Today I start the week after finishing a year long relationship with Snyk, and I wanted to mark permanently here, on my blog.

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1 year

Since early July 2015 I've been working with Guy Podjarny on his security focused start up called Snyk ("so now you know"), and I finished last week. When you hear Guy say Snyk, it'll sound like "snik", but if you quiz him enough, you'll realise it's Snyk like "sneak", like "sneakers" - the security focused film staring Robert Redford.

The pitch, or as I saw it, is incredibly simple and appealing to developers like me:

Developers care about security, but don't have time. With Snyk, a developer can tell the service to monitor their project for any new vulnerabilities and the developer can carry on doing what they do.

Then, if, or rather when a vulnerability is disclosed for a dependency of the developer's project, they're notified by email with an easy remediation process.

Note that the pitch above is how I see Snyk.

The work

I got to work on some really interesting, fun and challenging projects. Primarily my work was in the Snyk CLI tool but also worked on some clever real-time security modules and in the last few months added the ability to generate Github pull requests as remediation to your Github repos.

I'm incredibly proud to have been part of this product's journey and helping it to full launch, but more over the people I worked with will be the best part of the last year and the part that I will miss the most.

The team

After a year (and at time of writing), Guy has brought the team up to a development team of five in London and a team of five in Tel Aviv.

Johanna Kollmann is an absolutely superb product owner, it was great to finally work on a project with Anna Debenham (after sharing co-working coffee spaces many moons ago), and Guy was an excellent individual to work for: keen to move advance his product and ideas, whilst also keen to hear his team's input and their advice.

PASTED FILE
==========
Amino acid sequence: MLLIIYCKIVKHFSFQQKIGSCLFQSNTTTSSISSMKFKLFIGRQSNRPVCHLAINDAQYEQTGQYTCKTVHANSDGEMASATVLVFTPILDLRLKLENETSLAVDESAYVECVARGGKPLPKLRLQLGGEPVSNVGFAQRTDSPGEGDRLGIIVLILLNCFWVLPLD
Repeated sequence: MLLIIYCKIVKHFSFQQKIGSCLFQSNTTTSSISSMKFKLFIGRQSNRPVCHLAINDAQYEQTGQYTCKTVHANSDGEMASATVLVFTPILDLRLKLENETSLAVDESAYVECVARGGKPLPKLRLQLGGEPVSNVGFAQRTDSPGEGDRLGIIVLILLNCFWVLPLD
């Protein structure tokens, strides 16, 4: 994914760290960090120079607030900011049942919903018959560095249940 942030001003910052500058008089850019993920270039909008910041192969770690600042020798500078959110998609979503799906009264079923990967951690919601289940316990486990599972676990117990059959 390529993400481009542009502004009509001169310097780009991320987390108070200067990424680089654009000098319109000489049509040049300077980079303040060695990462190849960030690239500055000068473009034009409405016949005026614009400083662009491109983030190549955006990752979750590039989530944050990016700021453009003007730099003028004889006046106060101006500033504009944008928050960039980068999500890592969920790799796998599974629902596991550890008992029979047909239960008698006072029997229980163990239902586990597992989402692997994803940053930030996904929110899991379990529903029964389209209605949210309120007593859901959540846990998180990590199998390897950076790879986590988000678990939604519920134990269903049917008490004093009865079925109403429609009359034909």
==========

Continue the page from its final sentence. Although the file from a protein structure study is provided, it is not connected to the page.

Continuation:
Finally, I'm going to miss the two co-founders based in Tel Aviv: Danny and Assaf. I visited Tel Aviv for the first time as part of this project, and I was completely blown away by their generosity and friendship.

I've been looking for what I thought was a photo, but actually turned out to be a moment that I witnessed that's very much burnt into my memory: during an evening stroll back to our Tel Aviv hotel, Assaf was walking with his arm around Danny, smiling and rubbing his shoulder. At first I assumed Danny was upset and Assaf was comforting him, but it was just simply that they were chatting and friends. That's probably my favourite moment from Snyk. I can only hope that I'm able to so openly share my affection towards my friends in the same way.

Farewell

So, in this personal post, I bid farewell to the team, and wish Snyk the best of luck as it grows. And if you, my dear reader, wanted a change of scene for yourself focusing on JavaScript (and node), I know that they have team openings and I'd give Snyk a whole hearted recommendation.

Should you want to work with me, do get in touch.

Snyk team photo

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